Steve Jobs: Does he deserve all the adulation?

Tributes from all over the world are assessing Jobs's legacy and character.

At Apple stores throughout the country, crowds of grieving fans gathered to share their sadness, leaving behind makeshift shrines of flowers, candles, and photos. Lengthy tributes to a man “who changed the world” filled newspapers, magazines, and websites, with some pundits comparing him to Edison, Ford, Einstein, and even Gandhi. When the world learned last week that Steve Jobs, the 56-year-old founder and guru of Apple had lost his long battle with cancer, said William Welch in USA Today, it triggered an outpouring of sadness and reverence more befitting a “rock star than a corporate executive.” People reacted as if Elvis had died, or John Lennon. That’s because Jobs was no ordinary executive, said Farhad Manjoo in Until he came along, personal computers were wonky devices that users operated by typing in clunky commands, portable music players were large and ungainly and stored too few songs, and smartphones were “perfectly serviceable” but nothing that anyone lined up to buy. Jobs revolutionized them all, replacing them with iMacs and iPods and iPhones and iPads that were both beautiful and an incredible joy to use. “Thanks to him, the world is a much different, much better place.”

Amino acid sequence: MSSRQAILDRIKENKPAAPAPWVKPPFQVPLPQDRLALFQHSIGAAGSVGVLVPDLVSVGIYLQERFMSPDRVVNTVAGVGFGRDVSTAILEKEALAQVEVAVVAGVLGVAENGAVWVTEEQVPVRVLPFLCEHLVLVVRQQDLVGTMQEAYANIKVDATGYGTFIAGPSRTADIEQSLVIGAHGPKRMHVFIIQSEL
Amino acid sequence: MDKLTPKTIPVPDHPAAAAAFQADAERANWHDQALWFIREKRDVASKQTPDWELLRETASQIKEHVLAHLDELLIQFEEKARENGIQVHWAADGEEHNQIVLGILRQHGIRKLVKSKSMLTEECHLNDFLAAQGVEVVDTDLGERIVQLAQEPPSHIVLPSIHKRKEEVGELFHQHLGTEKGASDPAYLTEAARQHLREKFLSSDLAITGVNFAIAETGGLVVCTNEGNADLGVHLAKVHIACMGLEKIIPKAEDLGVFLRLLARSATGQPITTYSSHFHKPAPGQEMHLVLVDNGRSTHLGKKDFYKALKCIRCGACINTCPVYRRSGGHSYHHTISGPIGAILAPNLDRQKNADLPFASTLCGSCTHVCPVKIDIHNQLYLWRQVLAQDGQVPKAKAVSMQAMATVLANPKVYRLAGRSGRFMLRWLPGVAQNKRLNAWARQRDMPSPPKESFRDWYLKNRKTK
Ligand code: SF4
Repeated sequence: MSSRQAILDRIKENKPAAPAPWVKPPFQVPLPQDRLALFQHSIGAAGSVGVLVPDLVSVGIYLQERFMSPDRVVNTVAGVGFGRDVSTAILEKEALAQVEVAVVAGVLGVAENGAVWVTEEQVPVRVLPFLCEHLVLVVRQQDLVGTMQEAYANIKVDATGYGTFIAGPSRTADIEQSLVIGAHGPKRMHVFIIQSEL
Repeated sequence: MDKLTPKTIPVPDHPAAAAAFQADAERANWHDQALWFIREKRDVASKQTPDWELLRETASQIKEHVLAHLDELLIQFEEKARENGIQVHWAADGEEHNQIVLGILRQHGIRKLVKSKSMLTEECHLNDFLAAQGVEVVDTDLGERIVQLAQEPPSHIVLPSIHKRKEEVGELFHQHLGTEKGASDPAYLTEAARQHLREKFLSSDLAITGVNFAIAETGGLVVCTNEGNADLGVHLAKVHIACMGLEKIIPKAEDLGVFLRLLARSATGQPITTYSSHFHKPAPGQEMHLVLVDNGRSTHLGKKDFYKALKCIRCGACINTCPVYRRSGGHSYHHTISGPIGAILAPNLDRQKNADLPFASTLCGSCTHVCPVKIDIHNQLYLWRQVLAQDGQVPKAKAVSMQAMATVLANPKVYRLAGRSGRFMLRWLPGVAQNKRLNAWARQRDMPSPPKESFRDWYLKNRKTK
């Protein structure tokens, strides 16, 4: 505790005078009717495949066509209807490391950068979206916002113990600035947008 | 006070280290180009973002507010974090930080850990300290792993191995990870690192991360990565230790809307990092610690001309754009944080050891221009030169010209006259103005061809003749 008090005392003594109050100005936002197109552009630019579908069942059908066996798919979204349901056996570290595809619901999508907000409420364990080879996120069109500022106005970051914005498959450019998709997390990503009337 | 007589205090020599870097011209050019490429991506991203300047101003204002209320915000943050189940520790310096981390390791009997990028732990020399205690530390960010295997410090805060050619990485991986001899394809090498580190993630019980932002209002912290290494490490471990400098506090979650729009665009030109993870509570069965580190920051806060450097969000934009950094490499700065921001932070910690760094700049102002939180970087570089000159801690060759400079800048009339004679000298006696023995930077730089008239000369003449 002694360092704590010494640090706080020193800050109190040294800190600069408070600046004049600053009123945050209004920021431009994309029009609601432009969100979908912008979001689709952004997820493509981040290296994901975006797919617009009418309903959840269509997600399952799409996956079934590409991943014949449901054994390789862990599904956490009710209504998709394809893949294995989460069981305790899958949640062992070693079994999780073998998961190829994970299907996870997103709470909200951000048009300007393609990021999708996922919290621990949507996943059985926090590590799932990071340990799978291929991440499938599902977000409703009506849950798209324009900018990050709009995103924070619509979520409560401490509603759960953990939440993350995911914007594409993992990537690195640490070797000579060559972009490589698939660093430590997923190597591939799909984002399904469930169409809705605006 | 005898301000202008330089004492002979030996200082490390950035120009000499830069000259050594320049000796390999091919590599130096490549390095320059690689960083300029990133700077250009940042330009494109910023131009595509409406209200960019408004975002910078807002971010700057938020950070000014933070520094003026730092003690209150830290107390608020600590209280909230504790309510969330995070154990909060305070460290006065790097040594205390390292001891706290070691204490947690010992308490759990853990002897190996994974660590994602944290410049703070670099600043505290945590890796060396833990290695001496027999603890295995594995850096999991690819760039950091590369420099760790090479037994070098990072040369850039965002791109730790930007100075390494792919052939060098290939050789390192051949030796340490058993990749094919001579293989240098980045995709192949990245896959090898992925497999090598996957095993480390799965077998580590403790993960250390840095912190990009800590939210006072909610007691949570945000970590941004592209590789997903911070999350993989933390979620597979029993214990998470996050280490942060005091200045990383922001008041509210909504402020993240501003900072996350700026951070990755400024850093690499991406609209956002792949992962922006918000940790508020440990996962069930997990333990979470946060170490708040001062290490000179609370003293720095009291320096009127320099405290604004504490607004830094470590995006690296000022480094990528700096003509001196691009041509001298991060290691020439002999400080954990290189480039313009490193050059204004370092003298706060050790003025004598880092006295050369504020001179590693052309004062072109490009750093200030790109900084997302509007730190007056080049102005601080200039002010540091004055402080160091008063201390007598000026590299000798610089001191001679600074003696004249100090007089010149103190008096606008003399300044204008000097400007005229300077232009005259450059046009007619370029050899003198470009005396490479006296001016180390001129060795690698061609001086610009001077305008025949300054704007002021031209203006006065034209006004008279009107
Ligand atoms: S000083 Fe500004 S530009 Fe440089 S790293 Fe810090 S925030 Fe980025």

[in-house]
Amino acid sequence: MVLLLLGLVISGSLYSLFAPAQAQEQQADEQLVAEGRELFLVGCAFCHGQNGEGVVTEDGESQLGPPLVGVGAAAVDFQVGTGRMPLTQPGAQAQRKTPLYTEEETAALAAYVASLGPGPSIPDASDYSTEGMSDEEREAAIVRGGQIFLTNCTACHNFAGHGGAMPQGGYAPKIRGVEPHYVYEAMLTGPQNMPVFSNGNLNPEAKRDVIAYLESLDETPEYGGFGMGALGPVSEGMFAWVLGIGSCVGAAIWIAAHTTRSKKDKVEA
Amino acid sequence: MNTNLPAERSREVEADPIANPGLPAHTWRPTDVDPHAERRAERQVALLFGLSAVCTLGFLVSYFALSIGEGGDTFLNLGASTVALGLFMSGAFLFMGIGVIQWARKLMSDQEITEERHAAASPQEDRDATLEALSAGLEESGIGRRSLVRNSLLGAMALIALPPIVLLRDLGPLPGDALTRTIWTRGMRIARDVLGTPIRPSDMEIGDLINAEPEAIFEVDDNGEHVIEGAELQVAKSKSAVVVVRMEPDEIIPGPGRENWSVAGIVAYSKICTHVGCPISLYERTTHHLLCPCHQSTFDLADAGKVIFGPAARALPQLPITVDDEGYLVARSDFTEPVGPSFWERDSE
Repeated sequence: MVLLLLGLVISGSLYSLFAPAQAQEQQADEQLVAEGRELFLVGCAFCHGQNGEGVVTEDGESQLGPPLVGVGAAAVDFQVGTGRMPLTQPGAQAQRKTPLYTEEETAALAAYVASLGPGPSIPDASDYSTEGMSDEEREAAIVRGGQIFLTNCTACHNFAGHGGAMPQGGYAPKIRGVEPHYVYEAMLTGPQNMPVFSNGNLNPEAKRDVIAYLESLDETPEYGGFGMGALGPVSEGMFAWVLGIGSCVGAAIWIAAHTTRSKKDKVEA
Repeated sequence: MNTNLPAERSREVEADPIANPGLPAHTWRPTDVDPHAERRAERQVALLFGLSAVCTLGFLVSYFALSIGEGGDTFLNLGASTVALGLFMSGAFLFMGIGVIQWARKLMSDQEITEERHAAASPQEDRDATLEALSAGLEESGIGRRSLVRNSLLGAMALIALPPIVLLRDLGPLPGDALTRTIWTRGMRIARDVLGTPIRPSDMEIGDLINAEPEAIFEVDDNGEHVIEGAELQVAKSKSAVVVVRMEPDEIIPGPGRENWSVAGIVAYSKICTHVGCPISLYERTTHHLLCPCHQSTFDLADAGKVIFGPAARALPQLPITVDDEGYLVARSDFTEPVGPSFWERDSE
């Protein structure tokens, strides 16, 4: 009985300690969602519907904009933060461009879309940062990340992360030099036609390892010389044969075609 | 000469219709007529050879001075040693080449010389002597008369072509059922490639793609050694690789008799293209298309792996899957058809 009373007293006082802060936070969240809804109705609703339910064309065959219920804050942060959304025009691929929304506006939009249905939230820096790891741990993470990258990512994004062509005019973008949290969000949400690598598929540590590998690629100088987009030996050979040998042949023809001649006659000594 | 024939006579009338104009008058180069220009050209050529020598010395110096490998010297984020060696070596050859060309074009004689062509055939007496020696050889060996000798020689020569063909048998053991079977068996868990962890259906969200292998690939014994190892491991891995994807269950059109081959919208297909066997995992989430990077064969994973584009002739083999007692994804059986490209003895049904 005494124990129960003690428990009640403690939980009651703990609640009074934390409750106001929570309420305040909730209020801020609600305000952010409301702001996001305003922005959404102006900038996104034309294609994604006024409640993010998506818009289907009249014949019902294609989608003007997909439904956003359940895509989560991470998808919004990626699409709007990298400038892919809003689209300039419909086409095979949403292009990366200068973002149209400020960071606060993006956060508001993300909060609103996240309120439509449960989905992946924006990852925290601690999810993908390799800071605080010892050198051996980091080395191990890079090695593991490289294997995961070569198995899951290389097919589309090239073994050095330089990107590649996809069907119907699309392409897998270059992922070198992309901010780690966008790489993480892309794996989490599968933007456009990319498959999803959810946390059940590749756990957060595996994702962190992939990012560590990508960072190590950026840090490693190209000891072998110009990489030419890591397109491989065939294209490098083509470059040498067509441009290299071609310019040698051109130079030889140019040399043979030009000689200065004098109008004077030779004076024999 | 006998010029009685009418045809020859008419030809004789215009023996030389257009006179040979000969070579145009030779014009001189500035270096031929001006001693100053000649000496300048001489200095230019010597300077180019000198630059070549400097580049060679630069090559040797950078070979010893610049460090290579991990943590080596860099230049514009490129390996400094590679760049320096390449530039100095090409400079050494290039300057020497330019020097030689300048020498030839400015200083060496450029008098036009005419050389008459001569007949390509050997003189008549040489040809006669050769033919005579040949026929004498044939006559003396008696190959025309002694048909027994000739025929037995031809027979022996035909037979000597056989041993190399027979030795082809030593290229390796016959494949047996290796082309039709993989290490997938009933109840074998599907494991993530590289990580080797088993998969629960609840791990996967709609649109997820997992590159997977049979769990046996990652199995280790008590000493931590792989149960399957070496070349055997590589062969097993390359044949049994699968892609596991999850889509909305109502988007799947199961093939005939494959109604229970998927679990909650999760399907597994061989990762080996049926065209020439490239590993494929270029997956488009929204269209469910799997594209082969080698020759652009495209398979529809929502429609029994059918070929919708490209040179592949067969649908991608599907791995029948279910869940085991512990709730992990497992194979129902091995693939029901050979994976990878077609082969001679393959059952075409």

Steve Jobs was clearly a genius, said Vito Pilieci in The Ottawa Citizen, but his genius was for marketing, not for invention. He wasn’t a true programmer or engineer, and as sleek and elegant as Apple products may be, the truth is, “they just aren’t all that original.” There were smartphones long before the iPhone and MP3 players before the iPod, and both the computer mouse and the graphical user interface of the Macintosh operating system were invented by Xerox. Jobs’s gift was seeing the potential in these inventions, and making everyone else see it, too. Jobs was more “P.T. Barnum than Thomas Edison,” said Jim Picht in He certainly changed the way technology looks, and had an uncanny gift for selling the public things that the public didn’t yet know it wanted. But he didn’t fundamentally “change the way things work.”

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